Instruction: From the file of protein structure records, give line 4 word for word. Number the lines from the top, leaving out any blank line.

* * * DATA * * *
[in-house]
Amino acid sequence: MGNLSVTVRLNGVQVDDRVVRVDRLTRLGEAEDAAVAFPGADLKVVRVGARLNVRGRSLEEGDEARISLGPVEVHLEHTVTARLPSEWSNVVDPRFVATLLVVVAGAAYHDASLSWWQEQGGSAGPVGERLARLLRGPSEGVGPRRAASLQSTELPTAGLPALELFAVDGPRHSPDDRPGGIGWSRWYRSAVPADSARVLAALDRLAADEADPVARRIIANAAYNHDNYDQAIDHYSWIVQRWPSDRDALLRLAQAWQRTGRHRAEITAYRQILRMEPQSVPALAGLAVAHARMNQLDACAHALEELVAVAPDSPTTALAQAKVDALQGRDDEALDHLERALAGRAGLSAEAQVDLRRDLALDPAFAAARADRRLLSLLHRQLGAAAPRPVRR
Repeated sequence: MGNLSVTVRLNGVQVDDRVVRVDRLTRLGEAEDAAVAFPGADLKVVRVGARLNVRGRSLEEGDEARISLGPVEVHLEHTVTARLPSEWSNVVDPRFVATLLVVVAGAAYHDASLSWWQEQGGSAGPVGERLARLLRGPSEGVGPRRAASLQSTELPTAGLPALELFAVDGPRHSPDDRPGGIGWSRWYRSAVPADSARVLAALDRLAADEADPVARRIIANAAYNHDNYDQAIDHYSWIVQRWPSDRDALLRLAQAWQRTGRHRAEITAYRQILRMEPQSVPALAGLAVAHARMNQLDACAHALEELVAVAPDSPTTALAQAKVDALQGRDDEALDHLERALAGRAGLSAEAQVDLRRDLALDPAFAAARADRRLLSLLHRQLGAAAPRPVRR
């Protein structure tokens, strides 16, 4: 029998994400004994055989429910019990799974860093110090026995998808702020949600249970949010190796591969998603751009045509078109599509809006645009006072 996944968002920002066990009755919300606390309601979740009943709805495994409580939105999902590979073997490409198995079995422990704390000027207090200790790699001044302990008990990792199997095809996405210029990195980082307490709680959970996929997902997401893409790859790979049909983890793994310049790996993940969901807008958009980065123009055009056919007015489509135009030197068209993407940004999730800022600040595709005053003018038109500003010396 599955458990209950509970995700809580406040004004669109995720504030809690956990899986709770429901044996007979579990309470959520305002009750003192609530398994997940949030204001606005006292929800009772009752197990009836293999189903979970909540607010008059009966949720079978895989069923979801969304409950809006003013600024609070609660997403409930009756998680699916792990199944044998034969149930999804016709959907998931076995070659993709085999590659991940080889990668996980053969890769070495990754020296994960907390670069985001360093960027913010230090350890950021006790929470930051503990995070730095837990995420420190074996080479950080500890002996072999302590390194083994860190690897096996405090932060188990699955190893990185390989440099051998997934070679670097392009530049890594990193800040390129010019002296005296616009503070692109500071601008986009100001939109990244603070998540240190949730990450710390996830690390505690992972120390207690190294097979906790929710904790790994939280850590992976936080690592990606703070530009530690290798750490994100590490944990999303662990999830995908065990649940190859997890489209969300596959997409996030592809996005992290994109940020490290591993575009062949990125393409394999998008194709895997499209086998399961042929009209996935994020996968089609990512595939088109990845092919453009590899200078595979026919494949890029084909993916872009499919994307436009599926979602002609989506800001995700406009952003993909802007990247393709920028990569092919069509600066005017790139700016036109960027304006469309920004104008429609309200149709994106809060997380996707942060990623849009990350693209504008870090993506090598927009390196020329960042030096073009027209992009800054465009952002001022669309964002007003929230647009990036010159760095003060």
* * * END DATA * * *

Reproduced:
């Protein structure tokens, strides 16, 4: 029998994400004994055989429910019990799974860093110090026995998808702020949600249970949010190796591969998603751009045509078109599509809006645009006072 996944968002920002066990009755919300606390309601979740009943709805495994409580939105999902590979073997490409198995079995422990704390000027207090200790790699001044302990008990990792199997095809996405210029990195980082307490709680959970996929997902997401893409790859790979049909983890793994310049790996993940969901807008958009980065123009055009056919007015489509135009030197068209993407940004999730800022600040595709005053003018038109500003010396 599955458990209950509970995700809580406040004004669109995720504030809690956990899986709770429901044996007979579990309470959520305002009750003192609530398994997940949030204001606005006292929800009772009752197990009836293999189903979970909540607010008059009966949720079978895989069923979801969304409950809006003013600024609070609660997403409930009756998680699916792990199944044998034969149930999804016709959907998931076995070659993709085999590659991940080889990668996980053969890769070495990754020296994960907390670069985001360093960027913010230090350890950021006790929470930051503990995070730095837990995420420190074996080479950080500890002996072999302590390194083994860190690897096996405090932060188990699955190893990185390989440099051998997934070679670097392009530049890594990193800040390129010019002296005296616009503070692109500071601008986009100001939109990244603070998540240190949730990450710390996830690390505690992972120390207690190294097979906790929710904790790994939280850590992976936080690592990606703070530009530690290798750490994100590490944990999303662990999830995908065990649940190859997890489209969300596959997409996030592809996005992290994109940020490290591993575009062949990125393409394999998008194709895997499209086998399961042929009209996935994020996968089609990512595939088109990845092919453009590899200078595979026919494949890029084909993916872009499919994307436009599926979602002609989506800001995700406009952003993909802007990247393709920028990569092919069509600066005017790139700016036109960027304006469309920004104008429609309200149709994106809060997380996707942060990623849009990350693209504008870090993506090598927009390196020329960042030096073009027209992009800054465009952002001022669309964002007003929230647009990036010159760095003060």